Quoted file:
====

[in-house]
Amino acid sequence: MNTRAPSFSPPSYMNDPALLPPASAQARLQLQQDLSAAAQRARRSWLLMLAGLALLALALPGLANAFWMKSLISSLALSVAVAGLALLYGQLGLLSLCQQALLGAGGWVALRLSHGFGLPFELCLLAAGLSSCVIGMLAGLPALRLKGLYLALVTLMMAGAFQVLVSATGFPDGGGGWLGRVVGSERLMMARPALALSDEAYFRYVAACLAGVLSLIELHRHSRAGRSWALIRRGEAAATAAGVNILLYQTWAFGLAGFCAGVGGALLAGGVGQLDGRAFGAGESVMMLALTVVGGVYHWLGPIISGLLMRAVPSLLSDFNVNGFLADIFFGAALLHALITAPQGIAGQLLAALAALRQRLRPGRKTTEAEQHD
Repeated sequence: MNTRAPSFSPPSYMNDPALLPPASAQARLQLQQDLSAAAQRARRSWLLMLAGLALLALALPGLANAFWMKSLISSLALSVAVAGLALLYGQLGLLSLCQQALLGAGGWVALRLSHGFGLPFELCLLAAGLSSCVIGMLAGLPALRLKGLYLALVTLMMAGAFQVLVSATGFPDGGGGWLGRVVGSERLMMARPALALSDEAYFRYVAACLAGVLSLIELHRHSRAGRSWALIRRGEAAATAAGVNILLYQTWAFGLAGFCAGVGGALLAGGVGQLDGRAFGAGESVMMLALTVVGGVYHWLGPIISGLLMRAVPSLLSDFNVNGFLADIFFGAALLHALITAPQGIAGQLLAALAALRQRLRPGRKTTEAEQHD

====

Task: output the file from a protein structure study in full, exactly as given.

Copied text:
[in-house]
Amino acid sequence: MNTRAPSFSPPSYMNDPALLPPASAQARLQLQQDLSAAAQRARRSWLLMLAGLALLALALPGLANAFWMKSLISSLALSVAVAGLALLYGQLGLLSLCQQALLGAGGWVALRLSHGFGLPFELCLLAAGLSSCVIGMLAGLPALRLKGLYLALVTLMMAGAFQVLVSATGFPDGGGGWLGRVVGSERLMMARPALALSDEAYFRYVAACLAGVLSLIELHRHSRAGRSWALIRRGEAAATAAGVNILLYQTWAFGLAGFCAGVGGALLAGGVGQLDGRAFGAGESVMMLALTVVGGVYHWLGPIISGLLMRAVPSLLSDFNVNGFLADIFFGAALLHALITAPQGIAGQLLAALAALRQRLRPGRKTTEAEQHD
Repeated sequence: MNTRAPSFSPPSYMNDPALLPPASAQARLQLQQDLSAAAQRARRSWLLMLAGLALLALALPGLANAFWMKSLISSLALSVAVAGLALLYGQLGLLSLCQQALLGAGGWVALRLSHGFGLPFELCLLAAGLSSCVIGMLAGLPALRLKGLYLALVTLMMAGAFQVLVSATGFPDGGGGWLGRVVGSERLMMARPALALSDEAYFRYVAACLAGVLSLIELHRHSRAGRSWALIRRGEAAATAAGVNILLYQTWAFGLAGFCAGVGGALLAGGVGQLDGRAFGAGESVMMLALTVVGGVYHWLGPIISGLLMRAVPSLLSDFNVNGFLADIFFGAALLHALITAPQGIAGQLLAALAALRQRLRPGRKTTEAEQHD